Sun | Aug 1, 2021

NCB targets family businesses in T&T

Published:Friday | June 11, 2021 | 12:14 AM

N CB Financial Group, through one of its regional firms, plans to target the listing of family businesses on the Trinidad & Tobago Stock Exchange, TTSE, by replicating the Jamaica experience.

On Tuesday, June 8, NCB Merchant Bank Trinidad and Tobago Limited, formerly known as NCB Global Finance Limited, became a member of Trinidad stock exchange, making it one of seven brokers.

Jamaica’s junior stock market, operational since late 2009, has grown in listings to 43, many of them family operations, nearly replicating the number of companies on the main market of about 46.

TTSE also has its own junior market, called the SME Exchange, but the listings are sparse. Since late last year, however, TTSE has been offering increased incentives to encourage junior listings, said NCB Capital Markets CEO Steven Gooden. NCB Capital is the immediate parent company for NCB Merchant Bank.

As Jamaica did more than a decade ago, the Trinidad government last year introduced legislation to reduce the corporate tax rate to nil for five years for new junior market listings, and then waive 50 per cent of the taxes in the following five years.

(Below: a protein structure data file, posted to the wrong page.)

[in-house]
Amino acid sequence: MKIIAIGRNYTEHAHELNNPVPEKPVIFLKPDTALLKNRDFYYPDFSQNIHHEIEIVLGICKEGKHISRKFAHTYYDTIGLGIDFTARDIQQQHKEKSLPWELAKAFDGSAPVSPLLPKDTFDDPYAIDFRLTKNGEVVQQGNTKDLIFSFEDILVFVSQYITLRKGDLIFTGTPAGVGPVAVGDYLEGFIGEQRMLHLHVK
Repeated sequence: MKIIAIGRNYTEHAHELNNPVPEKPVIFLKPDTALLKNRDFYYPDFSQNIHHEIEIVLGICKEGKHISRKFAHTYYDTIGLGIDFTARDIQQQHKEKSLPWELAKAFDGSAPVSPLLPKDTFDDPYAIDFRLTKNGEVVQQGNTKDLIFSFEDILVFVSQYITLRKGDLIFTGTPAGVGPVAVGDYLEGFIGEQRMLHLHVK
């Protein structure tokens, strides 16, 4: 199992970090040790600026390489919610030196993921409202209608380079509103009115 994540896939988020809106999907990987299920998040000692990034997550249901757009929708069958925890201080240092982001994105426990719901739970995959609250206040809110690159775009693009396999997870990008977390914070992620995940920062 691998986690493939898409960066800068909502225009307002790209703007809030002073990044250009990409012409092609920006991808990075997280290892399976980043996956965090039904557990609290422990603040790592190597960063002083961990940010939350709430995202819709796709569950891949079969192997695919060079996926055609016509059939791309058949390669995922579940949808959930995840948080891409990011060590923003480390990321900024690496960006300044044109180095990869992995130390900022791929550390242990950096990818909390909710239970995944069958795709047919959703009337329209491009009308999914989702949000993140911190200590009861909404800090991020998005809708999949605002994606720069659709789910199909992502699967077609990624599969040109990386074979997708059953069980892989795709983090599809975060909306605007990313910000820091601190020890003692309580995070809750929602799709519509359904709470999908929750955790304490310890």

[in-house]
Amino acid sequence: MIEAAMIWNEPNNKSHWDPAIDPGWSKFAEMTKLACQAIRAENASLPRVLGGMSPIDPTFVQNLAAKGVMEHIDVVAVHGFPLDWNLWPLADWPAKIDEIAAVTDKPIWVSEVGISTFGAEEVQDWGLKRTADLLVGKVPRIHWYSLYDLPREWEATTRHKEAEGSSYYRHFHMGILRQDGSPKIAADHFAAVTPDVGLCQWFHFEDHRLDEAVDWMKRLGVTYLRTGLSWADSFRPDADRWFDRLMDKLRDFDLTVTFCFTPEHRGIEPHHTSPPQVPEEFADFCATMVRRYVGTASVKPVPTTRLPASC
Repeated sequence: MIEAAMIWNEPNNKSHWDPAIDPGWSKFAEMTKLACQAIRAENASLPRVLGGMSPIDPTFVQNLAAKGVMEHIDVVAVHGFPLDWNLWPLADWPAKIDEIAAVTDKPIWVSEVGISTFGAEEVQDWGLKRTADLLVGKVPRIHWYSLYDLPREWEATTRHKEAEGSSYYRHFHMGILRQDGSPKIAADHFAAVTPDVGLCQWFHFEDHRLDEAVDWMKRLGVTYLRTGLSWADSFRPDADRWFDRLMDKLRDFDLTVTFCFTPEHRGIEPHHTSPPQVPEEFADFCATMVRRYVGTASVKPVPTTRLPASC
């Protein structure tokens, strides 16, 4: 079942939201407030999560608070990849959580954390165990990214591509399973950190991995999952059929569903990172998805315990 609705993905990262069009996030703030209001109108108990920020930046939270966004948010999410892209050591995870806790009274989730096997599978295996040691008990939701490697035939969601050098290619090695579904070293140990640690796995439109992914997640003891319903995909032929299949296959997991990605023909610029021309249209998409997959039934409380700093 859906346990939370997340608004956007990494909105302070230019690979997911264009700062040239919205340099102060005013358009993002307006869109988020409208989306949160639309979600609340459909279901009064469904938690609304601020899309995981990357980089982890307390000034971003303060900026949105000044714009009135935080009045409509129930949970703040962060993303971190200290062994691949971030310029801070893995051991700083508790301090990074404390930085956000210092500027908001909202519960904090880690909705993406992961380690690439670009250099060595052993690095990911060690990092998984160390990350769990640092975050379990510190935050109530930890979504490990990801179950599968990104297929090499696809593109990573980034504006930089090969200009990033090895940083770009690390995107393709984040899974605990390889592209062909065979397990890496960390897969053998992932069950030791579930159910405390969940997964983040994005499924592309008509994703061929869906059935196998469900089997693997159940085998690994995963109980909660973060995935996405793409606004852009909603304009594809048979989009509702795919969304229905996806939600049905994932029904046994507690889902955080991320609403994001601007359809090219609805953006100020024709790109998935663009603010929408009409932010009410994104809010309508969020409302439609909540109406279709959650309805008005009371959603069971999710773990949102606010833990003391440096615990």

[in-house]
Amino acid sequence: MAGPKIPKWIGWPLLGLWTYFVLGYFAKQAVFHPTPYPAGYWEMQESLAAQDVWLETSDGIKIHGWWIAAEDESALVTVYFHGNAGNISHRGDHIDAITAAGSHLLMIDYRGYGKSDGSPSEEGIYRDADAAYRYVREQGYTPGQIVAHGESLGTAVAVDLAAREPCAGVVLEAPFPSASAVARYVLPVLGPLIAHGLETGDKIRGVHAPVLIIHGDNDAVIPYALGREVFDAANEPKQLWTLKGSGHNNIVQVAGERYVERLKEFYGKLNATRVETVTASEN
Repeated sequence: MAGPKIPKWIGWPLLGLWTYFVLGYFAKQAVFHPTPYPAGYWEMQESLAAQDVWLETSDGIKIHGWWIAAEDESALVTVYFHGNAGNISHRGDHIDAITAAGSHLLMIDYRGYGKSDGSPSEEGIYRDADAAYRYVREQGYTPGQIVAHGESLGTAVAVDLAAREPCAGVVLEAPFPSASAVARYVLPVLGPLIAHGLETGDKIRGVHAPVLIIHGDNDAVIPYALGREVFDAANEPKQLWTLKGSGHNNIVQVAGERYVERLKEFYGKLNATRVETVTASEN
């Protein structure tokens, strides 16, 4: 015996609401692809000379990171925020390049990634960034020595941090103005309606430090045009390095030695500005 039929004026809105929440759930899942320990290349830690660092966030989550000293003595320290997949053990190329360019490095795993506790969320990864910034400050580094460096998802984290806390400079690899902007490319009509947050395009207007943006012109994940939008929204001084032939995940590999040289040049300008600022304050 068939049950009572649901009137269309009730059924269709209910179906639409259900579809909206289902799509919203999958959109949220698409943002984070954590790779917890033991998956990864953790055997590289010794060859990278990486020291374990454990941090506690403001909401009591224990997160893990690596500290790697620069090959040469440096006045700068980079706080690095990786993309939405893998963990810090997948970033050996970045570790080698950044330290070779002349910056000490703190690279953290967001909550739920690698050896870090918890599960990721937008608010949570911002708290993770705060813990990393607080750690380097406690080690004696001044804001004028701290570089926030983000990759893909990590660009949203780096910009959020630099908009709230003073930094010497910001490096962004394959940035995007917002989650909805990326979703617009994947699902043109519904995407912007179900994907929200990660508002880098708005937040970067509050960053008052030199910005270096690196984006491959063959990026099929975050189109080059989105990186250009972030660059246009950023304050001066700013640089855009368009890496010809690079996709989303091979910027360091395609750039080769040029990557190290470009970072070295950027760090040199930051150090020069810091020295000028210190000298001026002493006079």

The TTSE has over 30 equity listings, inclusive of two SME stock and cross-listings of regional companies, such as NCB Financial Group itself.

Most of the companies listed on TTSE are large businesses, while small and medium companies largely remain privately held, and are heavily reliant on bank loans and other forms of debt financing, said NCB Merchant.

“NCBMB recognises that our domestic environment is currently largely debt-centric and, going forward, the narrative may likely make shifts towards more patient capital,” NCB Merchant Bank said in a press release.

“Also happening at the same time is that in many instances, the second-generation owners of family businesses in Trinidad & Tobago are retiring and the third generation is coming to the forefront. Going public allows family-owned businesses to solve for continuity issues born by the reluctance of third-generation successors to operate family businesses,” it said.

NCB Merchant CEO Angus Young expects to leverage the experience of NCB Capital in IPO transactions for its market push.

“We also believe that our market entrance is timely, as the patient-capital agenda, family-business transition challenges, and the Government of Trinidad and Tobago’s accommodative fiscal policy via the SME Exchange, all make for the right environment,” he said.